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Hey ADM Community - Need advice in regards to a PPC Ad using our company name.......

Hey Adm`ers need your insight on this one............

Ok here`s the situation;

We are a Volkswagen Dealer; Douglas VW.

Now when you Google Douglas VW you see a competitor running a Pay-Per-Click ad right on top of our name in the organic section of this search.

Now it`s not like they are using Summit VW(as the town) they are literally using our name and Douglas VW is the first thing that you see in the ppc ad. 

When you click the ad, you go right to their website..............

Very misleading if someone is searching for Douglas VW....... obviously.

When contacted the Tier-10 Marketing who handles Volkswagen`s advertising, they stated that this is legal to do............

I don`t see how you can legally(forget morally) use another company`s name when indeed that company also sells the same product as you!~

A few years back I haunted an old dealership that I use to work for utilizing my videos, landing pages & micro-sites by tagging everything appropriately so my digital creations would show up on the first six pages when you Googled their company name. 

However I never actually used Bernardsville VW(The old company I worked for) in any of my creations. Just by utilizing various versions of tags & the town(Bernardsville) in my titles, I caused quite a stir with VW.

So the irony to me is that now this other VW Dealer is doing this via PPC and Volkswagen, as of right now, doesn't really have a definitive answer as to whether this is right or wrong..................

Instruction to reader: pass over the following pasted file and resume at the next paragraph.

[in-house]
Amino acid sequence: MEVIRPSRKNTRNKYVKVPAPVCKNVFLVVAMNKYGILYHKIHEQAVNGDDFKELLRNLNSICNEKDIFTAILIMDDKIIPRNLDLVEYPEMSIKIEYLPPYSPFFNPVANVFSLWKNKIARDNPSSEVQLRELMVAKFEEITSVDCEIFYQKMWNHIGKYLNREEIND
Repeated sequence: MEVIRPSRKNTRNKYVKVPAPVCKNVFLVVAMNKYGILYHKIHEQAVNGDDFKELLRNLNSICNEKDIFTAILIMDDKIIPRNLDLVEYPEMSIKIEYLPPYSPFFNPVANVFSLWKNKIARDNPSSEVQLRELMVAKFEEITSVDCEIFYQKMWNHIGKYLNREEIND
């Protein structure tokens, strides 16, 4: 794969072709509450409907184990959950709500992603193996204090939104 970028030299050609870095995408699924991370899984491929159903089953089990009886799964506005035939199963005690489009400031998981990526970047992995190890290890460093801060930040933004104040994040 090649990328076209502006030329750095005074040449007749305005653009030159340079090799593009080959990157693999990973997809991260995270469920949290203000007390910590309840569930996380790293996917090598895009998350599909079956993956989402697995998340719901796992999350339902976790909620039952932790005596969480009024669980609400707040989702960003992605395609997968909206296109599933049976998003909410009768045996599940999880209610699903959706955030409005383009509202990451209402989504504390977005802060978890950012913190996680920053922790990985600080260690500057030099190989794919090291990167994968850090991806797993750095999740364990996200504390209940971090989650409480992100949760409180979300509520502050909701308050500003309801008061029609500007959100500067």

I`d like to hear from all of you especially if you have ever experienced something like this.

Was it legal??????? In my mind the answer is no.............. 

Thanks,

Ken Beam

Tags: Adwords, Google, Keyword, PPC, PPC Bid, SEM, Search Engine Marketing

Views: 1197

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Replies to This ADM Discussion

There is absutely no legal precedence to prevent any business from bidding on your name. The good news is you'll always get the cheaper click because you are more relevant.

While it may seem like a big slap in the face and big deal. It's really not (a big deal). If they want to waste budget on conquesting that way, let them. I highly doubt they'll garner that many clicks and if they do it will likely result in a high bounce rate.

Google frowns on it and that means it's an expensive click for them. Don't sweat it one bit. Think about it...if a shopper is performing a search for your business by name, how likely are they, really, to click your competitor?

It's also an indicator their provider may not be the best. DO NOT BUY THEIR NAME IN RETURN!!!! You'd be wasting ad dollars. There are many other more effective uses of your SEM budget!

One other thing of note, if your are continually performing live searches and not clicking your ad, it tells Google your ad isn't relevant and will show another ad. NEVER EVER perform live searches. Use AdWords Preview Tool for the truest results without effecting your own campaign negatively.

Good advice Britt! Thanks a lot! 

I'm so glad Britt Hoffmann knows the true ROI! I agree with him 100%!

Great advice Ralph Paglia!

This is coming from two true SEM marketers!

I agree with both of them 100%!

Lets sell some cars!

Manny has the right idea here.  We haven't done this with VW but we have done this with a few other brands.  The only way to stop it that we were successful with was to complain to the manufacturer, VW, in this case.

If your VW rep doesn't take it seriously enough, show other VW dealers that the competitor is also bidding on their name.  That will light a fire.

Bingo Carl Maeda! Now you have a win/win/win!